If this is the stated position of a Nine Judges Bench of the Supreme Court, what has stopped the State from evolving caste neutral criteria for reservation? Why is a malady that was sought to be eradicated by the founders of the Indian nation now being treated as a panacea for all evils by their successors, a notable exception being the Late Prime Minister Mr. Rajiv Gandhi. In one of his most impassioned speeches in the Parliament Mr. Gandhi repeatedly requested the then Prime Minister Mr. V.P. Singh not to divide the country on the basis of caste when the national goal was that of a casteless society.
Caste is inherently pernicious in any civilized society and the history of reservation in India is replete with instances of compounding of the problem by the application of wrong remedy. To illustrate, by applying caste as a criterion, the under-privileged from the so-called “forward castes” stand completely excluded. This was definitely not the intention of the Constitution-makers as the debates in the constituent assembly show that while discussing backward classes, the Brahmins who worked as cooks were very clearly in their minds as persons belonging to this category.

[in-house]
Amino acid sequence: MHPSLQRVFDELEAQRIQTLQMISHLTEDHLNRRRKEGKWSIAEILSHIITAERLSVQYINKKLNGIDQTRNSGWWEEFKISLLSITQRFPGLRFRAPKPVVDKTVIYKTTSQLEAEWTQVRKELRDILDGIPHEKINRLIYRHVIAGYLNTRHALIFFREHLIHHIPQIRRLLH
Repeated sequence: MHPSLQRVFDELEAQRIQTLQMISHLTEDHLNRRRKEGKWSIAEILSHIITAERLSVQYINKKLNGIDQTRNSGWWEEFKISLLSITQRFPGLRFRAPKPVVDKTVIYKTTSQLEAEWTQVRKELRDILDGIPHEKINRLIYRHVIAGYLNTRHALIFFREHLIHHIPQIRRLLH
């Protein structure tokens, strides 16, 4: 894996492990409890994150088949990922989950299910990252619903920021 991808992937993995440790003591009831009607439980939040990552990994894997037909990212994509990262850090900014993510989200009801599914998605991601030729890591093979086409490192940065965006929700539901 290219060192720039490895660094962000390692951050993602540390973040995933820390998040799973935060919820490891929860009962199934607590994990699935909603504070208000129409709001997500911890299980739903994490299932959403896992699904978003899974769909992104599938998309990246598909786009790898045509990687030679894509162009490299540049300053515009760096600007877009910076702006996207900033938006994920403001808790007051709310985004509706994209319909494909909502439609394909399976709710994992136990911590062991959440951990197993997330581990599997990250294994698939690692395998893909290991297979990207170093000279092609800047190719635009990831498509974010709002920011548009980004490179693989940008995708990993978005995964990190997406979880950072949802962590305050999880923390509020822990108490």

The problem does not end here. The Supreme Court while examining the issue of reservation in higher education in the Ashoka Kumar Thakur case observed that there was no data to identify backwardness on the basis of caste as the last caste census in India was held in 1931. Rather than correcting its course, the state in its intransigence has bravely gone ahead and introduced caste census in Independent India. So much for a casteless society! The national goal of casteless society remains a distant dream owing to the relentless effort of the state to incentivize caste identity.
The reluctance of the new regime to grant reservation on communal basis is a welcome step but to become a meaningful exercise it must be accompanied by introduction of caste neutral criteria for affirmative action. Affirmative action which represents every section of society irrespective of caste or religion would truly reflect the inclusive identity of India that we all dream of.
Aparajita Singh is an Advocate at Supreme Court of India.